Preloader logo

Comments

Zero Waste Camps in Belgium: How to support and train youth movements to go zero waste

By Pauline Talbot

Since 2018, Zero Waste Belgium has been supporting youth movement groups in the country to help reduce their waste as part of the ‘Camp Zero Dechet’ (Zero Waste Camp) project.

 

The project has been organised together with local partners including: 

  • Fristouille (supporting on sustainable food)
  • Empreintes (specialised in environment awareness towards young audiences);

As well as the support of youth movement federations, including: 

The Camp Zero Dechet (zero waste) project provides a support programme to equip camp leaders with the skills and knowledge to reduce their waste during the camp, as well as making the whole experience more sustainable and environmentally-focused.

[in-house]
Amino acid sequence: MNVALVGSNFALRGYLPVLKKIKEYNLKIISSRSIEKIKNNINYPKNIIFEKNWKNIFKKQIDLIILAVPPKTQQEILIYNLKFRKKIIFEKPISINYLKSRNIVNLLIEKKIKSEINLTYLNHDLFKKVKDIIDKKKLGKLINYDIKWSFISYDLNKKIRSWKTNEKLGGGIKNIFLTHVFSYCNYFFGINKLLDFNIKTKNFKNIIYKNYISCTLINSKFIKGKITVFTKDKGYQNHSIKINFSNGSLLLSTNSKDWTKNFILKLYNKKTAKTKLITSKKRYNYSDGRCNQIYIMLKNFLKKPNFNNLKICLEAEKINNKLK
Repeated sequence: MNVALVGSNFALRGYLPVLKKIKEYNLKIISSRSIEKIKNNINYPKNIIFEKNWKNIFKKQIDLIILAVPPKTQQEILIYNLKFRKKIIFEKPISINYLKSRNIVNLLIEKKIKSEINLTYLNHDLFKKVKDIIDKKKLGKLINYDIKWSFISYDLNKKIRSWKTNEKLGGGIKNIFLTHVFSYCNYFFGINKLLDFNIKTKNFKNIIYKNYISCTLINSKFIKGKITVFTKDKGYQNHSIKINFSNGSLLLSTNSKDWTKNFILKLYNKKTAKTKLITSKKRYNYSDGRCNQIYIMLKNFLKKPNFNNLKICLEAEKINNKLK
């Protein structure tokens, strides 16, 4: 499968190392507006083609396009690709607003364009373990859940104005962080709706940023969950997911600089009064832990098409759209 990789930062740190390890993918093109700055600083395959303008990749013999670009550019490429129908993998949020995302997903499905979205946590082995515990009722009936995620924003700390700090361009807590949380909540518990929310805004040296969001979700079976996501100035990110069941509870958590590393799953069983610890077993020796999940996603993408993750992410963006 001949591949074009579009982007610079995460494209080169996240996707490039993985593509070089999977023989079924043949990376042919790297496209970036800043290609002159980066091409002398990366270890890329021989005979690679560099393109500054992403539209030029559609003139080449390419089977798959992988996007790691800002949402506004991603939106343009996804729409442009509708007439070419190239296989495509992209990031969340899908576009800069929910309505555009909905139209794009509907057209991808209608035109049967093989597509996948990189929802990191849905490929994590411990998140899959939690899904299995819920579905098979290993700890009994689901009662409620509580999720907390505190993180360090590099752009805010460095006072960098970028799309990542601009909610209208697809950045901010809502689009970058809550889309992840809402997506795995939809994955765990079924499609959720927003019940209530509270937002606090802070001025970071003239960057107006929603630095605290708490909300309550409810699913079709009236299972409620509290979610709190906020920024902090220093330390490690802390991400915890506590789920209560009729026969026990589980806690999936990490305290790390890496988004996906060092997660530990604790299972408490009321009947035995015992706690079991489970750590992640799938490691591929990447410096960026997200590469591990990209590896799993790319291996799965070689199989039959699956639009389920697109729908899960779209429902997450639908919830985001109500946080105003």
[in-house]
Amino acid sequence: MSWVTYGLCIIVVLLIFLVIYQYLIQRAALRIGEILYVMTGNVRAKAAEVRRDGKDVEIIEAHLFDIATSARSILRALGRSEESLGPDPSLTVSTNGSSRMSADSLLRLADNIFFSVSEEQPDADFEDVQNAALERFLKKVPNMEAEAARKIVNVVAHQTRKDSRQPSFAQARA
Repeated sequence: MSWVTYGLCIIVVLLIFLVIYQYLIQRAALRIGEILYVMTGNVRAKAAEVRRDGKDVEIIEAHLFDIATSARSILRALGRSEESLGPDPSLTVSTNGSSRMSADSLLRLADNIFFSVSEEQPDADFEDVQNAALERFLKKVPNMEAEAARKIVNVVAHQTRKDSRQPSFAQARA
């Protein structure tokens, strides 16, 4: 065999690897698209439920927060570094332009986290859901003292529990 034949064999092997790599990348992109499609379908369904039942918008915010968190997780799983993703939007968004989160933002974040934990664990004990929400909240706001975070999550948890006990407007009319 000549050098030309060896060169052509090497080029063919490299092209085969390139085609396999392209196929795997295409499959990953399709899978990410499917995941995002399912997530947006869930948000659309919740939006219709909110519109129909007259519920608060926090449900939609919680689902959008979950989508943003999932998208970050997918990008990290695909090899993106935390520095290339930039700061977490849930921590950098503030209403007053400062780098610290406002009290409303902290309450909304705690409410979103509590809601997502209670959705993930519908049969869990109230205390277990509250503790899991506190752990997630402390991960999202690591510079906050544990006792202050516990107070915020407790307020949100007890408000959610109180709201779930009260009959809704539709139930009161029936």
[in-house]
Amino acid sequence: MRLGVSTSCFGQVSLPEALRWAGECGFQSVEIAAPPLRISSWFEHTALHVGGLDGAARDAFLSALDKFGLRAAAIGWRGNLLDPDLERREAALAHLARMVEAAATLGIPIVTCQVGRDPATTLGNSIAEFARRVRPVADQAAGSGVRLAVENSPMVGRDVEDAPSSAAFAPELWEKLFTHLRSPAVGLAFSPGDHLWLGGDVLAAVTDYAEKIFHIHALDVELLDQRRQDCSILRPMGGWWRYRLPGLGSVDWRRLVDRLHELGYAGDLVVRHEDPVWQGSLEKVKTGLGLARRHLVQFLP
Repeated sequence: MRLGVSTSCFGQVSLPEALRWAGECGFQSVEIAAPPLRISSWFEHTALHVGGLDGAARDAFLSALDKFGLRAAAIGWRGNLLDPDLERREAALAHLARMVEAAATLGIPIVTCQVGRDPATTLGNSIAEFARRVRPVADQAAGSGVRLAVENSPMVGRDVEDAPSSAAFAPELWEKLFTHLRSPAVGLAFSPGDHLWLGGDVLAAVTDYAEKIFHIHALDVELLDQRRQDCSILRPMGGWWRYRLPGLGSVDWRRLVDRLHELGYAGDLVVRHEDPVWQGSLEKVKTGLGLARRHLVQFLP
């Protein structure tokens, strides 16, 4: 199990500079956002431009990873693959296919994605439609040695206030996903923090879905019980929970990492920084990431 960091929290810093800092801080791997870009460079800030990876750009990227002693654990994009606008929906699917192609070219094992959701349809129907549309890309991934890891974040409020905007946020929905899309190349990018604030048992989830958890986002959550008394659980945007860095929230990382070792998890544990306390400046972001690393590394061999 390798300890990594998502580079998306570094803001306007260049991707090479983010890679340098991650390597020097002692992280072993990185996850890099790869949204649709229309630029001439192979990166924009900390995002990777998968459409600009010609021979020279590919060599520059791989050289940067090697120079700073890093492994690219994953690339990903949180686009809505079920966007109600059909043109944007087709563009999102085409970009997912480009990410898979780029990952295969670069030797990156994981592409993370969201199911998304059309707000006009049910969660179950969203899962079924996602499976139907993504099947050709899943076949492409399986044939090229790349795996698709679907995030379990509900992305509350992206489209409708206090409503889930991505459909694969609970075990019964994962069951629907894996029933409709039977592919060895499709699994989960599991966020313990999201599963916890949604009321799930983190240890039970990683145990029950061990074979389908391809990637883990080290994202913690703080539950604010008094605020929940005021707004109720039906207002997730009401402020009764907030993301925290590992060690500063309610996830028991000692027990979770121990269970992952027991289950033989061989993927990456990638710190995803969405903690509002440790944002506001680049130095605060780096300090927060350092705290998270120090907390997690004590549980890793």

Within Belgium, there is a deep history of having summer camps and activities designed for all young people from the age of 4 upwards. They offer an opportunity for young people to get together and learn practical life skills, as well as an appreciation of the natural environment. They’re designed to help build confidence and leadership skills for the Belgian young people who attend. Activities are organised most weekends and the camps are held during the summer holidays.

The camps are extremely important for the Belgian youth movement as it often represents the highlight of the year. Within the Zero Waste Camp project, Zero Waste Belgium and its partners support leaders within the youth movement to organise a dedicated zero waste camp. The camps have three dedicated goals:

 

  • Less waste: By putting a few actions into place quickly, the results can be dramatic. Most camps reduce their waste by over 50%
  • More connections: Zero waste, beyond the bins, is above all about learning how to create a more sustainable camp experience
  • More appreciation: By providing opportunities to be in and respect the natural world, including how they can limit their waste and the importance of this, the camps give a positive vision of environmentally-focused actions that young people can take today.

 

The support provided by Zero Waste Belgium and the partners includes several steps: